There will be more new faces and swimmers by the time the next Summer Olympics roll around and while it will be a strange sight not seeing Phelps don his black swimming cap with the United States’ flag emblazoned on it, he will get to marvel at the future of swimming and where the sport is headed.

For now, this is it for Phelps. If he doesn’t change his mind, the sport will be just fine in the hands of Schooling and every one who wants to be like Mike.

A Storm is Brewing

la-sp-russell-westbrook-20151030

-Phelan M. Ebenhack/Associated Press

Russell Westbrook put an end to the speculation surrounding where he will be once his current contract expires at the end of next season.

On Thursday, Westbrook inked a deal worth over $85 million to last for the next three seasons that will keep him in Oklahoma City. He will have the option to enter free agency after the 2017-18 season but for now, the Thunder have him locked in for at least the next two years.

The news came as a great sigh of relief for Oklahoma City and its fans, who have already experienced one thunderous blow of heartbreak when Kevin Durant left for Golden State this summer.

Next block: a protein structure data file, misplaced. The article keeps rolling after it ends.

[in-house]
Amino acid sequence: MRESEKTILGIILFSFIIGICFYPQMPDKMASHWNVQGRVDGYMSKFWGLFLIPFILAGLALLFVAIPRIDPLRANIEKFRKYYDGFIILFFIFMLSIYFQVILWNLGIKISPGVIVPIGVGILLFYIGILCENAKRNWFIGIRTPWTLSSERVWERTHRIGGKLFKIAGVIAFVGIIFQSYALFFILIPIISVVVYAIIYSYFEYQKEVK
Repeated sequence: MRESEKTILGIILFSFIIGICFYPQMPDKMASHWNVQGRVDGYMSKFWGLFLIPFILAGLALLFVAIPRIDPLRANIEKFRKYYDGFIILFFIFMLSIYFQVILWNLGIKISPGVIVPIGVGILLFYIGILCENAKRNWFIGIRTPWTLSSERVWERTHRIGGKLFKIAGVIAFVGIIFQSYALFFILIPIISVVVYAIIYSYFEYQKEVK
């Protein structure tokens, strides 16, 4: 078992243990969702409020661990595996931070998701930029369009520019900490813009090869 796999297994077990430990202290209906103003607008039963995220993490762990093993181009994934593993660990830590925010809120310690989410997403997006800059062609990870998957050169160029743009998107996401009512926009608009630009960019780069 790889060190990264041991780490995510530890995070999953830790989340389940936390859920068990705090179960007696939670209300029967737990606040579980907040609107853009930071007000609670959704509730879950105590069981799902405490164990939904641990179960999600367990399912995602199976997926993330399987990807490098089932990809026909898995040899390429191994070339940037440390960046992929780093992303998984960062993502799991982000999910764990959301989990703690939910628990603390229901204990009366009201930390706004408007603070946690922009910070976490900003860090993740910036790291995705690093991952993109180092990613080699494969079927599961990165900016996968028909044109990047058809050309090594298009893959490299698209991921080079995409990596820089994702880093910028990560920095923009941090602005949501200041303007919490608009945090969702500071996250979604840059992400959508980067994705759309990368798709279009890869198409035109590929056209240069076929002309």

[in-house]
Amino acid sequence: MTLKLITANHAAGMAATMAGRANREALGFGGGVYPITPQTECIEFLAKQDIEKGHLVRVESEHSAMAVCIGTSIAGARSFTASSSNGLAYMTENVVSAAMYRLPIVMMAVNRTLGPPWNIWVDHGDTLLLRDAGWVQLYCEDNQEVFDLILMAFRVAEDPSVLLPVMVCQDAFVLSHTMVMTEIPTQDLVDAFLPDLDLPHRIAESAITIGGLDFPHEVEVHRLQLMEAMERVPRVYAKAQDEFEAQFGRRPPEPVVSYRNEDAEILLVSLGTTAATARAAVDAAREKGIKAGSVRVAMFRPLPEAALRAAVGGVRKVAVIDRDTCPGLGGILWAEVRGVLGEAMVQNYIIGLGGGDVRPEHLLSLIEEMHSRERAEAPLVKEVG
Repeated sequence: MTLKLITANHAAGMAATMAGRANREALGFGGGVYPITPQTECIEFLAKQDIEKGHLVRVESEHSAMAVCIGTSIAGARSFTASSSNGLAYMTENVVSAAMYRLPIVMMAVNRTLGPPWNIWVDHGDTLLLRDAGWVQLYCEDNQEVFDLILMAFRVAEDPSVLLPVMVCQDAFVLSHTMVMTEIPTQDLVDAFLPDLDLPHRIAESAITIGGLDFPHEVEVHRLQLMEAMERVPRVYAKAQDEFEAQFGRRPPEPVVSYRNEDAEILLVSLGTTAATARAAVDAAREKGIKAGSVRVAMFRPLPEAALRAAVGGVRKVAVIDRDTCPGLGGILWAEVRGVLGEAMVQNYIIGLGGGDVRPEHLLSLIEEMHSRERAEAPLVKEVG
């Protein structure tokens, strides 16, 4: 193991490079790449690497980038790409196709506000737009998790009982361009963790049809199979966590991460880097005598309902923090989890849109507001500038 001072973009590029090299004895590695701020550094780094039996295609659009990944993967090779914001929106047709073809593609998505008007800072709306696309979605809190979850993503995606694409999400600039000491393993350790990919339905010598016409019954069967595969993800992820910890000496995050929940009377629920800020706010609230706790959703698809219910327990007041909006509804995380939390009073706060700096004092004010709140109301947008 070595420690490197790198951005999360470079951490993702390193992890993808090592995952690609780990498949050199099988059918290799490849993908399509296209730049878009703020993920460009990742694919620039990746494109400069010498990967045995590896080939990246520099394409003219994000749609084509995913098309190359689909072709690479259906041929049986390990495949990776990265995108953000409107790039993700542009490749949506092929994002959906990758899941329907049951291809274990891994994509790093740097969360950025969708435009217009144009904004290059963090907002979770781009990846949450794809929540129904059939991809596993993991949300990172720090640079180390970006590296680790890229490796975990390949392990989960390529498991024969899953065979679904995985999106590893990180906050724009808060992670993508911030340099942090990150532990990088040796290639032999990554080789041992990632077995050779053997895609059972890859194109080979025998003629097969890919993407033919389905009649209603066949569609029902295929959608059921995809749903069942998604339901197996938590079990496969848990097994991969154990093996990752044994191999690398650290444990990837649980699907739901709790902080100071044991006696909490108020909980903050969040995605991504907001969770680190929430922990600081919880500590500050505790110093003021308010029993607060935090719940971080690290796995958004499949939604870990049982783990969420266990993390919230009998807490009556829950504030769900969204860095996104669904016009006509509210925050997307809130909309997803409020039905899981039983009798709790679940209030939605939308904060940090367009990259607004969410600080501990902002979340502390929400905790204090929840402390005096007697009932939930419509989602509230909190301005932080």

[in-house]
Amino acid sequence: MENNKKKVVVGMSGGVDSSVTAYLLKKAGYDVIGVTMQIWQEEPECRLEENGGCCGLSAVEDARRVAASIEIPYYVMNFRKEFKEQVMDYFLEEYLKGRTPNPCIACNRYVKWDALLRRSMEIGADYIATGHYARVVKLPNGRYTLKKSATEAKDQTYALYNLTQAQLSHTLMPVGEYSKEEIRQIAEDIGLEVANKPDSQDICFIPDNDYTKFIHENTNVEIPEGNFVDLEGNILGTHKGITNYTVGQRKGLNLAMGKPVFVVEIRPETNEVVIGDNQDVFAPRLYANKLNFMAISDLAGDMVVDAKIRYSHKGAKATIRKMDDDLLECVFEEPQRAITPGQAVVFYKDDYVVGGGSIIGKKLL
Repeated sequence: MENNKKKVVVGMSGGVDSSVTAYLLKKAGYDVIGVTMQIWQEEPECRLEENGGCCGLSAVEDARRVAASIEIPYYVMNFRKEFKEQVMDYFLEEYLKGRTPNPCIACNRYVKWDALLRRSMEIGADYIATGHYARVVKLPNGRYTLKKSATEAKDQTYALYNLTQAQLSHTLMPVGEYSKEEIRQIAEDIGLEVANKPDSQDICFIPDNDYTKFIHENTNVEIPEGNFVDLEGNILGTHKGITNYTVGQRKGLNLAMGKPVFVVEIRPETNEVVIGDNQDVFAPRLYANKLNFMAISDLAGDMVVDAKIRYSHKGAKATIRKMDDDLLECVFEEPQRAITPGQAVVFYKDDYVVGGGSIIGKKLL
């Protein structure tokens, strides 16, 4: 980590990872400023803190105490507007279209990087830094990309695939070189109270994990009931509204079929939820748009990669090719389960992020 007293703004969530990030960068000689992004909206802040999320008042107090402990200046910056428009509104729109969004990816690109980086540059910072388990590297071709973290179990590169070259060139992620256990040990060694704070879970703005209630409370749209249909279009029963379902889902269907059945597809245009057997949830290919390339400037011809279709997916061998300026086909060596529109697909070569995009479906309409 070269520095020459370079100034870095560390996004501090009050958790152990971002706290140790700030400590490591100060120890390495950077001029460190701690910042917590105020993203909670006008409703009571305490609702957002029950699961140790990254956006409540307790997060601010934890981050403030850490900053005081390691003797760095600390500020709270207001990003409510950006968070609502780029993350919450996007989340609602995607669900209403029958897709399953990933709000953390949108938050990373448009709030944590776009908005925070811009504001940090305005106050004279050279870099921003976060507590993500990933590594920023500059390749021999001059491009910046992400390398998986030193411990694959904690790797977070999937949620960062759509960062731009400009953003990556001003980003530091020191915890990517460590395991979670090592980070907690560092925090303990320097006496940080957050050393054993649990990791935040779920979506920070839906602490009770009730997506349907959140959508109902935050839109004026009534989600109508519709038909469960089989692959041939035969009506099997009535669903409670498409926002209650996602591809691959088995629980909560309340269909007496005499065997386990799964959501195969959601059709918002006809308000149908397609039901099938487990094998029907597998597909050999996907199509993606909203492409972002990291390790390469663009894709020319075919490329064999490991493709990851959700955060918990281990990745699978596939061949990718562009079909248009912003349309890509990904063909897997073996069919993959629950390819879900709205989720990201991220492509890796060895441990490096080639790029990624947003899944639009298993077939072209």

Not only did Westbrook’s new contract put an end to hypothetical scenarios of Westbrook playing in Los Angeles or for another team, it also has shown the growth of his persona. (more…)

Fly, Antonio, Fly

 

800px-Philly_(45)

-Lincoln Financial Field

“When you begin working for the Eagles, you will quickly begin to realize that the best part is getting to know the fans you will meet along the way.”

That’s what I was told at the end of a four-hour interviewing process on a perfect, sunny Friday afternoon.

I didn’t buy it.

Don’t get me wrong, I love meeting new people and hearing the stories they have to share. As a former barista, I enjoyed interacting with the customers that shuffled in and out on a regular basis, but I was about to begin working for the Philadelphia Eagles, an experience I was fortunate to have during my junior year of college.

As someone who hopes to work in the sports world, this was a big deal. I was more excited to meet the revered gridiron heroes that conquer Sunday television than I was to meet the average fan. In fact, the one line on my resume felt more important than the thousands of fans that came through the stadium. How could the best part of working for the Eagles simply be getting to meet the fans?